Baseball Crank
Covering the Front and Back Pages of the Newspaper
March 24, 2005
BASEBALL: Posner on Steroids

7th Circuit judge/author/academic/blogger Richard Posner, in the course of a critique of the War on Drugs:

Oddly, one of the strongest cases for prohibiting drugs is the use of steroids by athletes. The reason is the arms-race character of such use, or in economic terms the existence of an externality. Ordinarily if a person uses a drug that injures his health, he bears the full costs, or at least most of the costs, of the injury. But if an athlete uses steroids to increase his competitive performance, he imposes a cost on his competitors, which in turn may induce them to follow suit and use steroids themselves, provided the expected costs, including health costs, are lower than the expected benefits of being able to compete more effectively. There is no offsetting social benefit from an across-the-board increase in athletes' strength. Football games are no more exciting when linesmen weigh 500 pounds than when they weigh 200 pounds; and baseball would be totally unmanageable if every player could hit every other pitch 1000 feet.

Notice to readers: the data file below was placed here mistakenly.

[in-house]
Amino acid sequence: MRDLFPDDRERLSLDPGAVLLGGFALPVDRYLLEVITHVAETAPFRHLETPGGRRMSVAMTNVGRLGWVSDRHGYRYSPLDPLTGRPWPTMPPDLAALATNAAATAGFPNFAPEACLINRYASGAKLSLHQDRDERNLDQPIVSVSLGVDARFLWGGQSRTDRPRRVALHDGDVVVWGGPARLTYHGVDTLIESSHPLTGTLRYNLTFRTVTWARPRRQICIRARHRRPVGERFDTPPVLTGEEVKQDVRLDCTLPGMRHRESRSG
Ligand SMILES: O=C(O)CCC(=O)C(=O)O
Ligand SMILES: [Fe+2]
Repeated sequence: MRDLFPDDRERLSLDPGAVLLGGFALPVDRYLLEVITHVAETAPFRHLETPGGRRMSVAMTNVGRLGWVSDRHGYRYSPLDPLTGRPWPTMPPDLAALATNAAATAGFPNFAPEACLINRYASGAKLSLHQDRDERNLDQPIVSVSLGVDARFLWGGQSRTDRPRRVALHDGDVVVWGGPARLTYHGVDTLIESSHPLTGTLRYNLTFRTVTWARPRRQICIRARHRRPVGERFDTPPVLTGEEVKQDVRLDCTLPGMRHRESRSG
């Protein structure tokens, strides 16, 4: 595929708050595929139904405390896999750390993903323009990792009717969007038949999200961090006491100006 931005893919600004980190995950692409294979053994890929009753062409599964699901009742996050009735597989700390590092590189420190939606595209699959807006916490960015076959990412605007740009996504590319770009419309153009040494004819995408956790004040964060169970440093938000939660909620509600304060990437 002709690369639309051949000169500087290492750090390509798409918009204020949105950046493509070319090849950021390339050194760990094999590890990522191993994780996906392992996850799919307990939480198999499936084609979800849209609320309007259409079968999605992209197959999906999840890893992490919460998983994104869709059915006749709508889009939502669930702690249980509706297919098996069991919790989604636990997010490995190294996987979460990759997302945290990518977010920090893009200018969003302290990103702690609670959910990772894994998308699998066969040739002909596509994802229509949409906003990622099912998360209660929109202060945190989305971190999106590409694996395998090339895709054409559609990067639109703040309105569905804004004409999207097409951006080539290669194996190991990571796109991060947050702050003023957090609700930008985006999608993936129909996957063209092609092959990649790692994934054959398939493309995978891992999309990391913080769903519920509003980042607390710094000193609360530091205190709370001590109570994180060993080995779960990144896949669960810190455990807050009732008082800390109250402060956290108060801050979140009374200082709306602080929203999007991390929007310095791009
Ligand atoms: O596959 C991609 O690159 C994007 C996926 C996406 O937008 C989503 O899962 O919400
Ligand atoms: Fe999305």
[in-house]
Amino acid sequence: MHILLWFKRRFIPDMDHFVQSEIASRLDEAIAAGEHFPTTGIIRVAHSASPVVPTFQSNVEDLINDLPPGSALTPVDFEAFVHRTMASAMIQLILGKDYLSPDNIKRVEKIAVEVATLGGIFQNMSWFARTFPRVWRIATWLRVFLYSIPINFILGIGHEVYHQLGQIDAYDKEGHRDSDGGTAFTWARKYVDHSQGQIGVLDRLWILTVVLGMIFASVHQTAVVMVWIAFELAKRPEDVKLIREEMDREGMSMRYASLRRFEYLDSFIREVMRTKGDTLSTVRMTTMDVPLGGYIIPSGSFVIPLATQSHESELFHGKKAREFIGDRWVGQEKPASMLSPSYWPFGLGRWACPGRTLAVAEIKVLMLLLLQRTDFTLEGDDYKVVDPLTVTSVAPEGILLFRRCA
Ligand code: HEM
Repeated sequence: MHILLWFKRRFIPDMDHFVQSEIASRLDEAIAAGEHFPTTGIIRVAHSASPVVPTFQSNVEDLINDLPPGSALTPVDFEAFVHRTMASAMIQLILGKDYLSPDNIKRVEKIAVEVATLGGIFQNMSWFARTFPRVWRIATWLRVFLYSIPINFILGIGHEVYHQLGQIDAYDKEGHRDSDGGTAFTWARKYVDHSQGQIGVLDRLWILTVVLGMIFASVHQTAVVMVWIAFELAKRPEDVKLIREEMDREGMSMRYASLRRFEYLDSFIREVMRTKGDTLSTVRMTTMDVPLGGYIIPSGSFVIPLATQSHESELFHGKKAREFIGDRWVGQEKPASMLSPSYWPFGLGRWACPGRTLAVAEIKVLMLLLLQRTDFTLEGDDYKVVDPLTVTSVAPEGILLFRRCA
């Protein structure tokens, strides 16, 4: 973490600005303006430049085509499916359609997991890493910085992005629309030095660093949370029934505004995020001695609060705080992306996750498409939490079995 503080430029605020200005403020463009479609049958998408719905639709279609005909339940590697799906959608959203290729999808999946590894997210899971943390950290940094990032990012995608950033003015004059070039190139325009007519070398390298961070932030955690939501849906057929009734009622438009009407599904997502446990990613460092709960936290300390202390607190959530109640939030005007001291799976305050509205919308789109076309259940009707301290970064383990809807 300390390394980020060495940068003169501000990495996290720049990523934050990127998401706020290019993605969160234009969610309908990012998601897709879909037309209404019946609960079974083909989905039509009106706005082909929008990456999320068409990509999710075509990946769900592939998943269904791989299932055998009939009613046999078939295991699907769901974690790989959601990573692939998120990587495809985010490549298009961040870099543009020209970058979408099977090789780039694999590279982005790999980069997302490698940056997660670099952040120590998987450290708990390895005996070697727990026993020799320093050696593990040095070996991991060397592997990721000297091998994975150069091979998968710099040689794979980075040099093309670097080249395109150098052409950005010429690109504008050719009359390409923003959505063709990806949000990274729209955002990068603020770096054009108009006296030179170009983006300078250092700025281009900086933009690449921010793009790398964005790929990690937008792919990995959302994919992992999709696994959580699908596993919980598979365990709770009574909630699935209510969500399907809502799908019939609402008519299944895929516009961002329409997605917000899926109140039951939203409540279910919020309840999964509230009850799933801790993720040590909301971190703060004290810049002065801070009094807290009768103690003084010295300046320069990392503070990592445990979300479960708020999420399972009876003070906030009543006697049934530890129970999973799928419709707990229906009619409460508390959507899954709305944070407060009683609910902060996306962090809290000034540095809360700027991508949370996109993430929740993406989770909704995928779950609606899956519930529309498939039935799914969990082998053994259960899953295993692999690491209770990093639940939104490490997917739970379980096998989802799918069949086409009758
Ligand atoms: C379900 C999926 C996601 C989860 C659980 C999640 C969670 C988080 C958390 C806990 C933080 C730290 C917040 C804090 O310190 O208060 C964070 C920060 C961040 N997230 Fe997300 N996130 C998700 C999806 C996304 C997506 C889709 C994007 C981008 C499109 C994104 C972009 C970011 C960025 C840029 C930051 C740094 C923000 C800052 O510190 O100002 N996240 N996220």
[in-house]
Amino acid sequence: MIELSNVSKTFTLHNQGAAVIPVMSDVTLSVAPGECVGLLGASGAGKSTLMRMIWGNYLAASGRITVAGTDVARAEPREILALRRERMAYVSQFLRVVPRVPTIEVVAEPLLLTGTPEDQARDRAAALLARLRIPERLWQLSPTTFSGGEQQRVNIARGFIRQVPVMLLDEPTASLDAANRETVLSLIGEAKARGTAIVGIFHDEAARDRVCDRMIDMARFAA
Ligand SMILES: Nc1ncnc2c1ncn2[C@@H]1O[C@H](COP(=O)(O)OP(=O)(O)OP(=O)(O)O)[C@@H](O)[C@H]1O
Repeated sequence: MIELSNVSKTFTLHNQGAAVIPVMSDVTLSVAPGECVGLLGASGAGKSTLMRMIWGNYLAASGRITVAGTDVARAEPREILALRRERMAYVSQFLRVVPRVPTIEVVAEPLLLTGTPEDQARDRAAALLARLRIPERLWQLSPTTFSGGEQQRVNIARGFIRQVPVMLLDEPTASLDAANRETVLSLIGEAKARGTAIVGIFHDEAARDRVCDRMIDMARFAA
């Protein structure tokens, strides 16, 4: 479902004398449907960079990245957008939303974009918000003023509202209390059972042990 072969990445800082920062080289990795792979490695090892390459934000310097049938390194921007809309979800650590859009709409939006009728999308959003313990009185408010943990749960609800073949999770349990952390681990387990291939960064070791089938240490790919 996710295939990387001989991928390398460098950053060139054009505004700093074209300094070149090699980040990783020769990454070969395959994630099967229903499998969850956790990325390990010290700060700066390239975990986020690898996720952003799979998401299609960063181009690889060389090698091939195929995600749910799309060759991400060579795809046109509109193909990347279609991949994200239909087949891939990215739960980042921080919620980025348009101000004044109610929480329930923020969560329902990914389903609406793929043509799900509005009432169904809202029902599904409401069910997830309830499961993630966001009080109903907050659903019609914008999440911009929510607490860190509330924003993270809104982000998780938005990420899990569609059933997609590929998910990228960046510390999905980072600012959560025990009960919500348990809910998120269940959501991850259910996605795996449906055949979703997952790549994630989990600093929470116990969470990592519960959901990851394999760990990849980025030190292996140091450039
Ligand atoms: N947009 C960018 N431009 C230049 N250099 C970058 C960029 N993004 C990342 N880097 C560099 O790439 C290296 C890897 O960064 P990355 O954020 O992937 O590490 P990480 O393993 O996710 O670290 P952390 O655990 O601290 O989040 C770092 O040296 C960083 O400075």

(Emphasis added).

Posted by Baseball Crank at 2:11 PM | Baseball 2005 | Comments (1) | TrackBack (0)
Comments

Re football - some SI writer proposed a rule change limiting substitutions to no more than 2 after any play, including change of possession to force teams to field "60 minute men". Those 350 pound linemen would be gone from the game.

(And LT would have been a *great* running back).

Unrelatedly, the NY Times had something you might find funny - they had an article about how certain people's names sometimes foretell their career, such as Dr. Doctor, or a lawyer named Lawyer.

For baseball, they found Cecil Fielder. Hmm, was he remembered for his glovework?

Posted by: Tom Maguire at March 28, 2005 2:00 AM
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